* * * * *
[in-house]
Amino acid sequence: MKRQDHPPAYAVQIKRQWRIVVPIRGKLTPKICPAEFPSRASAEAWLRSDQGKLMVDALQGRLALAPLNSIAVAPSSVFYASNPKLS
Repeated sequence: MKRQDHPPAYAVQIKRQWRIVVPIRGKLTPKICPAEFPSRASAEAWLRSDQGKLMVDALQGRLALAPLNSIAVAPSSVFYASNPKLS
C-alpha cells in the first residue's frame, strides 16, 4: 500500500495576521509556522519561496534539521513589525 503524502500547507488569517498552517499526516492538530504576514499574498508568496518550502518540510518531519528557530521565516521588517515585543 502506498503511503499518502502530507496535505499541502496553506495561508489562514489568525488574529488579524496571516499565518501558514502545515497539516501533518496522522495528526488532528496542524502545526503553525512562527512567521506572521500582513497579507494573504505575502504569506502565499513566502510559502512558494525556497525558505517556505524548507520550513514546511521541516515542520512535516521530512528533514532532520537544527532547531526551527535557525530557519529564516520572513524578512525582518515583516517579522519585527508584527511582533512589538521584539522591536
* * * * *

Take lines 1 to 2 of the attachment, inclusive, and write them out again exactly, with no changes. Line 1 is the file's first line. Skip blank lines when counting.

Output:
[in-house]
Amino acid sequence: MKRQDHPPAYAVQIKRQWRIVVPIRGKLTPKICPAEFPSRASAEAWLRSDQGKLMVDALQGRLALAPLNSIAVAPSSVFYASNPKLS